He fooled the Mets, he fooled their followers, he fooled himself. So, instead of being on the mound for the scheduled season opener this week against the Pirates, Dwight Gooden was 20 minutes and a world away from Shea Stadium, in the Smithers Alcoholism and Drug Treatment Center on Manhattan's Upper East Side. He was about to enter the second week of a rehabilitation program for cocaine abuse that will last—depending on how you look at it—either 28 days, or a lifetime. There is no telling when he will pitch again, although Mets general manager Frank Cashen said, "In a best-case scenario, one to two months."
Certainly other athletes have fallen and will continue to fall. But the shock waves following the news that Gooden had tested positive were truly extraordinary. After all, he was one of the biggest names in sports—Dr. K, idol to millions. It happened on the eve of the 1987 baseball season to the defending world champions, and to somebody who may have missed a lot of appointments but was always "a good kid."
"I don't know if I'm blind, but I couldn't believe it," said Met pitcher Ron Darling last Wednesday, April Fools' Day. "I love Dwight like a brother, and I don't care if he never pitches again. I just want him to get better."
First baseman Keith Hernandez, who in 1985 acknowledged involvement with cocaine, said, "I never saw anything wrong with Dwight. I didn't read anything into his pitching patterns. Even if I had had suspicions, I might have kept quiet. But no, I was shocked."
Also disclaiming prior knowledge that Gooden was involved with cocaine, Joe McIlvaine, the Mets' vice-president for baseball operations, said, "You can't really know anything until something actually happens."
For the Mets, something big started happening on Thursday, March 26, the day Gooden gave a urine sample. He had insisted all winter on being tested for drugs—"a cry for help," some would later call it. The Mets were informed on Monday, March 30 that the test had come up positive, indicating that Gooden had ingested cocaine during the 48 hours before the test. Cashen waited two days, "the most agonizing 48 hours of my life," before confronting Gooden. In the meantime he informed commissioner Peter Ueberroth and the Mets' board of directors. The commissioner, in turn, told the Mets that unless Gooden sought treatment, he would be suspended from baseball.
On Wednesday morning Cashen and McIlvaine met with Gooden. According to team sources, he first denied any contact with cocaine but then broke down in tears and admitted he had used the drug. Said Cashen, "Dwight was—how can I put this in a masculine way?—very, very distressed. But who knows, maybe this is the thing for him. At least we caught this thing now." That day Cashen put a little perspective on the scandal when he said: "The sudden fame and fortune he achieved was nice. But we sort of robbed him of his youth."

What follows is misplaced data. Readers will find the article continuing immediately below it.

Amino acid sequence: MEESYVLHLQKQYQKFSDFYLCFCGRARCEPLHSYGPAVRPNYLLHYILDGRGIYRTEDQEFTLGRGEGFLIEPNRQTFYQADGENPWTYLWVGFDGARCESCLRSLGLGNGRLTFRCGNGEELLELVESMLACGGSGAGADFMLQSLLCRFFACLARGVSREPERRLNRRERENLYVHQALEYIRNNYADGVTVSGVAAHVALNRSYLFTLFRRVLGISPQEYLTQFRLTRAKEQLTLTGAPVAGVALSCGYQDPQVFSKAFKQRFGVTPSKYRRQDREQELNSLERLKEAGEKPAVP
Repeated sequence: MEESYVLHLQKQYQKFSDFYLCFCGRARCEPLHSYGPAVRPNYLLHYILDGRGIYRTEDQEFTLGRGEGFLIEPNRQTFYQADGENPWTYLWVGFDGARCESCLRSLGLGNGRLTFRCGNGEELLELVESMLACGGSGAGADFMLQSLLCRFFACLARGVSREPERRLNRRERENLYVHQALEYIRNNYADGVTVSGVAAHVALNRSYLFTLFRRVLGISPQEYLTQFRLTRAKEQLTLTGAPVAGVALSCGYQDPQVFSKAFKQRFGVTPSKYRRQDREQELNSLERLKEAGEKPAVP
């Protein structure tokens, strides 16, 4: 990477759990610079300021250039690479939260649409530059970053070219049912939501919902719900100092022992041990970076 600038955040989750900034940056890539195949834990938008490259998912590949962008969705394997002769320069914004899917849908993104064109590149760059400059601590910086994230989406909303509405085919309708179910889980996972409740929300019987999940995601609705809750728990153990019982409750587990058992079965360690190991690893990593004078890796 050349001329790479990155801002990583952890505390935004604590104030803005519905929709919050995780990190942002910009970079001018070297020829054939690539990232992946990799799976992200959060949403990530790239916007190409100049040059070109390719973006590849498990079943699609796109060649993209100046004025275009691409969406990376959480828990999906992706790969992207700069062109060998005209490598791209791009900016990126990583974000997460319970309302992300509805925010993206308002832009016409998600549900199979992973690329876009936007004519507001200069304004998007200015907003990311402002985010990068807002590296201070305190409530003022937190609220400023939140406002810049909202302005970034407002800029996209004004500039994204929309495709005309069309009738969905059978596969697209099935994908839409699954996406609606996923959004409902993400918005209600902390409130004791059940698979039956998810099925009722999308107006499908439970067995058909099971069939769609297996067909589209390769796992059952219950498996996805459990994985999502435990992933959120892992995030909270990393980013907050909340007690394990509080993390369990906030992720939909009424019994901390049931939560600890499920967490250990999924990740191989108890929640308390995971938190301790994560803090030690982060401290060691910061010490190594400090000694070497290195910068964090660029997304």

On Thursday morning, as Met fans were reeling from the news, Gooden flew to New York. The shock and amazement were very real, but the truth is that nobody wanted to believe that the 22-year-old Gooden, whose three-year record includes 58 victories, a 2.28 ERA, 744 strikeouts, 1 Rookie of the Year award, 1 Cy Young Award and 3 All-Star Game invitations, was following in the footsteps of Steve Howe, Vida Blue, Mike Norris and baseball's other troubled cocaine users. In fact, Gooden had been leaving clues everywhere, but the Mets either looked the other way or refused to follow them to their logical conclusion. "We wondered about the missed appointments, but we wrote it off to immaturity," said one club official.
On Dec. 27, 1985, almost a year before Gooden's now-famous fight with the law, Hillsborough County detectives, acting on an informant's tip, pulled over Gooden's car in an isolated area of the Ybor City section of Tampa. Police reported finding 1) a holstered pistol on the floor of the front passenger seat, 2) some $4,000 in cash and 3) a bag of baking soda. Herman Cousin, who describes himself as Gooden's "best friend," was riding in the backseat of the car that night. SI's Armen Keteyian talked to Cousin last week, and while Cousin explained the gun away as "protection because a lot of guys are crazy around here," and the money as something Dwight always carried around, he came up empty on the baking soda, which is commonly used to "cut" cocaine and also as an agent in free-basing.
Q: Why would somebody have baking soda in his car?